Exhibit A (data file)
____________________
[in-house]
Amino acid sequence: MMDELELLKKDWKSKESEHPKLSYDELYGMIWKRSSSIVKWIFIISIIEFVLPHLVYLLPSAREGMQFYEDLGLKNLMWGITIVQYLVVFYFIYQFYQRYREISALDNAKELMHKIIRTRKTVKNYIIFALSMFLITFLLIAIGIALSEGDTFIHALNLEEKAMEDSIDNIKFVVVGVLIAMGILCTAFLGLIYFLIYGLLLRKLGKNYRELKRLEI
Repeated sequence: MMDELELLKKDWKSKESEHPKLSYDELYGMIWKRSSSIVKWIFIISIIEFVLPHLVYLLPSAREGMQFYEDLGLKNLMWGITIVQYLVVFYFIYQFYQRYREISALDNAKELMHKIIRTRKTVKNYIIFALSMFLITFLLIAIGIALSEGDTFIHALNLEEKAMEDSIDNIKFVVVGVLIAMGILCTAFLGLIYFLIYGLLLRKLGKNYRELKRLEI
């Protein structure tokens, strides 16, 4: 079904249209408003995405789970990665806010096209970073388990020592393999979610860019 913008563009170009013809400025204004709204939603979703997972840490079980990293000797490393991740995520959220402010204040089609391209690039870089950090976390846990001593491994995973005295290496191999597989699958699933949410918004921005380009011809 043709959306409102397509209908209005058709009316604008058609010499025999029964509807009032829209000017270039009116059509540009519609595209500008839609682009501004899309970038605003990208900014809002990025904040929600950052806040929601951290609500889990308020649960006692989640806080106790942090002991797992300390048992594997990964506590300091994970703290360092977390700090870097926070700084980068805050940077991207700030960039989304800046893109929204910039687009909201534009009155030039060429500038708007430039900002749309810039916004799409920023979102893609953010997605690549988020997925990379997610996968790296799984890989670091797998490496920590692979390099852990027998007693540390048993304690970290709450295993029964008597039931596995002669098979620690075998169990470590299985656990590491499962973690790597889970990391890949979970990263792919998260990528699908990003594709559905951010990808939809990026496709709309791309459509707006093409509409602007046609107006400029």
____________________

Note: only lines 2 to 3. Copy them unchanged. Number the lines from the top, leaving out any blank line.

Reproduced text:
Amino acid sequence: MMDELELLKKDWKSKESEHPKLSYDELYGMIWKRSSSIVKWIFIISIIEFVLPHLVYLLPSAREGMQFYEDLGLKNLMWGITIVQYLVVFYFIYQFYQRYREISALDNAKELMHKIIRTRKTVKNYIIFALSMFLITFLLIAIGIALSEGDTFIHALNLEEKAMEDSIDNIKFVVVGVLIAMGILCTAFLGLIYFLIYGLLLRKLGKNYRELKRLEI
Repeated sequence: MMDELELLKKDWKSKESEHPKLSYDELYGMIWKRSSSIVKWIFIISIIEFVLPHLVYLLPSAREGMQFYEDLGLKNLMWGITIVQYLVVFYFIYQFYQRYREISALDNAKELMHKIIRTRKTVKNYIIFALSMFLITFLLIAIGIALSEGDTFIHALNLEEKAMEDSIDNIKFVVVGVLIAMGILCTAFLGLIYFLIYGLLLRKLGKNYRELKRLEI